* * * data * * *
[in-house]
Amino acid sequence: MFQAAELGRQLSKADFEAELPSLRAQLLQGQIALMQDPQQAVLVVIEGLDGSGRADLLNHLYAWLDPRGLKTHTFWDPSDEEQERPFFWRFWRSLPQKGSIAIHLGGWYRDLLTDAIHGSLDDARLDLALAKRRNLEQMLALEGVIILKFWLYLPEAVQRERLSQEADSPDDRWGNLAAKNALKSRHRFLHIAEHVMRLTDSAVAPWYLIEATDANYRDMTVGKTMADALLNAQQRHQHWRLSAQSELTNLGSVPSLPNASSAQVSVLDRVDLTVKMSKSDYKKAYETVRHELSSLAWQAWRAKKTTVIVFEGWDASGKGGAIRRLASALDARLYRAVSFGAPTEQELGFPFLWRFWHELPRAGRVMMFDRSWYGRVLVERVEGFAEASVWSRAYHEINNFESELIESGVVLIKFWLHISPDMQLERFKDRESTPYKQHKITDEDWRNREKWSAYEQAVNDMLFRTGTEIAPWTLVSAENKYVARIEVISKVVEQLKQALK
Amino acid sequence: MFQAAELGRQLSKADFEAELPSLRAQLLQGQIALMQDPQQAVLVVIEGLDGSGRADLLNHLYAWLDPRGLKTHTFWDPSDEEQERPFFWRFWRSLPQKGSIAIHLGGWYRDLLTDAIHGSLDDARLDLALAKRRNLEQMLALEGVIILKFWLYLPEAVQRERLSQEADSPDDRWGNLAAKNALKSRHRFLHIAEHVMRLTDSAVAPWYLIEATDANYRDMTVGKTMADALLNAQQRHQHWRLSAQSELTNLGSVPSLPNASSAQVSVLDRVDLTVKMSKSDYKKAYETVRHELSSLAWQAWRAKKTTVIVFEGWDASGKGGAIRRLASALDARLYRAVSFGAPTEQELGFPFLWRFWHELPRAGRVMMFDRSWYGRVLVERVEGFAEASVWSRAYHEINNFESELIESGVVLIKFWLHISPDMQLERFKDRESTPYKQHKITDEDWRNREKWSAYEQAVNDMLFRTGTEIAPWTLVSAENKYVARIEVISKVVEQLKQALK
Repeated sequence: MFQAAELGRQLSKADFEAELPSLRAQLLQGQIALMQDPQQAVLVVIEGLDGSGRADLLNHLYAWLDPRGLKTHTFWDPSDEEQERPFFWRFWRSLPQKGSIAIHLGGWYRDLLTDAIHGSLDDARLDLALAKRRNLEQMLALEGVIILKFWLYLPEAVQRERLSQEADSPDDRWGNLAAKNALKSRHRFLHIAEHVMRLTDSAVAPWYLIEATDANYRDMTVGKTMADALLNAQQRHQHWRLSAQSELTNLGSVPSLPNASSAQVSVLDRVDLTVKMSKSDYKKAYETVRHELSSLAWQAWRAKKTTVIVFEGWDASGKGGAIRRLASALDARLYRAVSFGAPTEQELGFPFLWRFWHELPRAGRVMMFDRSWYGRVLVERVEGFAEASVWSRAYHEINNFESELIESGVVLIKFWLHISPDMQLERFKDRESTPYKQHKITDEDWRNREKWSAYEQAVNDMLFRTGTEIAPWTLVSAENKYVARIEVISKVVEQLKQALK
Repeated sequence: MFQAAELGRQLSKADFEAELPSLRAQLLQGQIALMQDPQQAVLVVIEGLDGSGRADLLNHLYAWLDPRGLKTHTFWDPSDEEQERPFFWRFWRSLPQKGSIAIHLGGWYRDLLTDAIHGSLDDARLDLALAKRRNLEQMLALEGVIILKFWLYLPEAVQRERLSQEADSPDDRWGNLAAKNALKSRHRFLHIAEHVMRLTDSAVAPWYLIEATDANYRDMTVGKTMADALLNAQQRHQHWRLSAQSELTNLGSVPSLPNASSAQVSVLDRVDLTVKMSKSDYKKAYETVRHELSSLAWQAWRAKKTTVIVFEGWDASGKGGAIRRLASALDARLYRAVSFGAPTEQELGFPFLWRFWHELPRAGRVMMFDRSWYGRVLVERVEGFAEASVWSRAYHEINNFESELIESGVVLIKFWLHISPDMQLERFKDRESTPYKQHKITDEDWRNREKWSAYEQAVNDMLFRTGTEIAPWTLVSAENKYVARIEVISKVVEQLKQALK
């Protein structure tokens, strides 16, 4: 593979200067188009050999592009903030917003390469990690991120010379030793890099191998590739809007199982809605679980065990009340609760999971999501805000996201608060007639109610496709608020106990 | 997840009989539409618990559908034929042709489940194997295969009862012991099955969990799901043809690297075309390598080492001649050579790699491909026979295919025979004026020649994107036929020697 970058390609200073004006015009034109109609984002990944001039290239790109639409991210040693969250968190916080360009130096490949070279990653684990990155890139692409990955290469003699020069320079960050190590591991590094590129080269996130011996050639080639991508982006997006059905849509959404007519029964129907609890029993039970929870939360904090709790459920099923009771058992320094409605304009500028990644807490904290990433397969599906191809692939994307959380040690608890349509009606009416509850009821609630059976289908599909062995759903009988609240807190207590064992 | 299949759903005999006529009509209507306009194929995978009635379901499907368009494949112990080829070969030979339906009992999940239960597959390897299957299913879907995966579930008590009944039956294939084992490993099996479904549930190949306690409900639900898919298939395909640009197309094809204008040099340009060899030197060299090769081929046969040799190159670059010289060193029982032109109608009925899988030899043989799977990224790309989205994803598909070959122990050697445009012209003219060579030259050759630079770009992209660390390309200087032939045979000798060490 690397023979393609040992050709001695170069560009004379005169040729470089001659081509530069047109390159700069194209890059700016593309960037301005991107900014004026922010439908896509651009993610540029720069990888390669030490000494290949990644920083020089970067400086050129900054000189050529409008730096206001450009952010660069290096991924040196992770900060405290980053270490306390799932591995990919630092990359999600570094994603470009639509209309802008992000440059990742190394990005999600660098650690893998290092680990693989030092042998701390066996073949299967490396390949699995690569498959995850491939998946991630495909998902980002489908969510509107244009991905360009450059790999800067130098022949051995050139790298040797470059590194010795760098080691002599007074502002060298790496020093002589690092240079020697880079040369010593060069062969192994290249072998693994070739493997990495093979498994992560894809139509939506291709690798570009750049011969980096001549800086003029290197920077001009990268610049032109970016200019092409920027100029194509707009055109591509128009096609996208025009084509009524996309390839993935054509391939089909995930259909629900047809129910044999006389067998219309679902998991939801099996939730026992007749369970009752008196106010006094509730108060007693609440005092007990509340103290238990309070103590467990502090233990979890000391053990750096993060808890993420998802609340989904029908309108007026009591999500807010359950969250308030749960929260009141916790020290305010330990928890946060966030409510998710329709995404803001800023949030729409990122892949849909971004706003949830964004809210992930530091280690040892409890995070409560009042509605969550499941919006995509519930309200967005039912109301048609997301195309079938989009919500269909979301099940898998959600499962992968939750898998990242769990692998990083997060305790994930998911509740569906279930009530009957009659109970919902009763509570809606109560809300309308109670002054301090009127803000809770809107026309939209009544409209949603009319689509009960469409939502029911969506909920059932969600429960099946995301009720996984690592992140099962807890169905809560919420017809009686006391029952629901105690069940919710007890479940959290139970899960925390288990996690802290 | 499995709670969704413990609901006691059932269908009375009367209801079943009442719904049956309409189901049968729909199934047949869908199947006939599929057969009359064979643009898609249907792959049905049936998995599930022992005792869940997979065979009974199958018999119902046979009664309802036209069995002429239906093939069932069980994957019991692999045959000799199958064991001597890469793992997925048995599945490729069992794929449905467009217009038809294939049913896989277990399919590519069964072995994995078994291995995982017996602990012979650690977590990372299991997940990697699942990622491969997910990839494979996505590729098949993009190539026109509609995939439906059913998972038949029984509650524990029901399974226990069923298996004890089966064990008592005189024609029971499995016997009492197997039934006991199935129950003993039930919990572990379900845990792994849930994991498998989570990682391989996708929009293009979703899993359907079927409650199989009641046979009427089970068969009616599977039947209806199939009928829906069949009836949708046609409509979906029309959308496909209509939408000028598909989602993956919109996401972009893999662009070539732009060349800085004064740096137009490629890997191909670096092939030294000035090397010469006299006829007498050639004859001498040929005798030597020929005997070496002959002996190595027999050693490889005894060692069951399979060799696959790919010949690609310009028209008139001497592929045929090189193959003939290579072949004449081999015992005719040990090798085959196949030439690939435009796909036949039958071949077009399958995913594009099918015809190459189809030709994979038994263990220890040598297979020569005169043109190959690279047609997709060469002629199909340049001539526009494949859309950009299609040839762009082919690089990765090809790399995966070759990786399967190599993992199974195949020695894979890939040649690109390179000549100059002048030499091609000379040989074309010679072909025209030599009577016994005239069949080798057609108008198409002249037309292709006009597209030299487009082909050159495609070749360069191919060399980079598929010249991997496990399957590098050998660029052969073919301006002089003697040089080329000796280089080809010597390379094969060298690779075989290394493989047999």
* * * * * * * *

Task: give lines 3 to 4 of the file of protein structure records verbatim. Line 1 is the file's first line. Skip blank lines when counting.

Amino acid sequence: MFQAAELGRQLSKADFEAELPSLRAQLLQGQIALMQDPQQAVLVVIEGLDGSGRADLLNHLYAWLDPRGLKTHTFWDPSDEEQERPFFWRFWRSLPQKGSIAIHLGGWYRDLLTDAIHGSLDDARLDLALAKRRNLEQMLALEGVIILKFWLYLPEAVQRERLSQEADSPDDRWGNLAAKNALKSRHRFLHIAEHVMRLTDSAVAPWYLIEATDANYRDMTVGKTMADALLNAQQRHQHWRLSAQSELTNLGSVPSLPNASSAQVSVLDRVDLTVKMSKSDYKKAYETVRHELSSLAWQAWRAKKTTVIVFEGWDASGKGGAIRRLASALDARLYRAVSFGAPTEQELGFPFLWRFWHELPRAGRVMMFDRSWYGRVLVERVEGFAEASVWSRAYHEINNFESELIESGVVLIKFWLHISPDMQLERFKDRESTPYKQHKITDEDWRNREKWSAYEQAVNDMLFRTGTEIAPWTLVSAENKYVARIEVISKVVEQLKQALK
Repeated sequence: MFQAAELGRQLSKADFEAELPSLRAQLLQGQIALMQDPQQAVLVVIEGLDGSGRADLLNHLYAWLDPRGLKTHTFWDPSDEEQERPFFWRFWRSLPQKGSIAIHLGGWYRDLLTDAIHGSLDDARLDLALAKRRNLEQMLALEGVIILKFWLYLPEAVQRERLSQEADSPDDRWGNLAAKNALKSRHRFLHIAEHVMRLTDSAVAPWYLIEATDANYRDMTVGKTMADALLNAQQRHQHWRLSAQSELTNLGSVPSLPNASSAQVSVLDRVDLTVKMSKSDYKKAYETVRHELSSLAWQAWRAKKTTVIVFEGWDASGKGGAIRRLASALDARLYRAVSFGAPTEQELGFPFLWRFWHELPRAGRVMMFDRSWYGRVLVERVEGFAEASVWSRAYHEINNFESELIESGVVLIKFWLHISPDMQLERFKDRESTPYKQHKITDEDWRNREKWSAYEQAVNDMLFRTGTEIAPWTLVSAENKYVARIEVISKVVEQLKQALK